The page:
As members of Christ's body, we must function for the good of the whole body, not competing with other parts. We must continually function as a son of God.
The word 'selfsame' refers to a specific commemorative date. The selfsame day is a signal that God is faithfully in control of time over multiple centuries.
God has imputed righteousness to us as His Children because we are in Christ. Our state before God is unleavened provided we maintain this relationship.
The wavesheaf offering is reckoned from the weekly Sabbath within the Days of Unleavened Bread. It had specific requirements that were not met in Joshua 5.
Our carnal natures must be displaced by God's Holy Spirit, motivating us to refrain from causing offense, but freely forgiving others as God has forgiven us.
If we do not keep God's holy days, we will deprive ourselves of the knowledge of God's purpose. Jesus and the first century church observed and upheld these days.
We tend to put matters behind us once we are finished with them, but we cannot afford to do this with the lessons we learn from the Days of Unleavened Bread.
Galatians 4:9-10 is a favorite crutch of those who claim Christians no longer need to observe God's holy days. However, Paul's meaning is quite different.
In Deuteronomy 16:1, the word 'Passover' is out of context. It applies to the whole season, including the Night to be Much Observed and the Days of Unleavened Bread.
Are we merely performing a ritual or are we making sure the real point of deleavening and keeping these days does not get lost in the physical activity?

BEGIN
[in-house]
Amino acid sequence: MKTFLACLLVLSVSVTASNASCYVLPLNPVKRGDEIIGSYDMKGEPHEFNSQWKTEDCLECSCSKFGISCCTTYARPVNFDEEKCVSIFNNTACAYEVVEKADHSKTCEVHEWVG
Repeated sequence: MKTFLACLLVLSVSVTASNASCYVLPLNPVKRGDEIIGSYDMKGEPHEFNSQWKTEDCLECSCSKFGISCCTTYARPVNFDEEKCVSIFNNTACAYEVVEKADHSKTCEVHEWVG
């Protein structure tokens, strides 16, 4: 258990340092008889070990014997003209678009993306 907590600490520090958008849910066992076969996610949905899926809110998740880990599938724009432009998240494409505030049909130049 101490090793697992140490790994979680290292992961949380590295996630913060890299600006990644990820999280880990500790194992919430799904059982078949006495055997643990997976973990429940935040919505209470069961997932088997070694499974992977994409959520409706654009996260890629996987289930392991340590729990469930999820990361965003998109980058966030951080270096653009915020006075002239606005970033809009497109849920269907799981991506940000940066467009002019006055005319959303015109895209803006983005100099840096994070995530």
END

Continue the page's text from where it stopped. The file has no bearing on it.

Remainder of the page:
Our individual sins (committed in our thoughts, words, and behaviors) are never isolated, but sadly influence every other member of the congregation.
God equates belittling His signs with rejecting Him. The signs of the weekly and annual Sabbaths are emphasized by God, but commonly cast aside by men.
At the time of Christ, because of historical deviation, some kept Passover at home at the start of the 14th and others kept it at the Temple at the end of the 14th.
Lonesome Dove contains the story of a cowboy who fails to perceive the line between right and wrong, and for his lack of moral sense, he pays with his life.
The biblical proof that God's people should keep the Passover (the Lord's Supper), explaining that it occurs annually on the evening of Nisan 14.
Try to satisfy a spiritual hunger through any other means than the Bread of Life, such as entertainment, technology, money, travel, etc. will leave us disillusioned.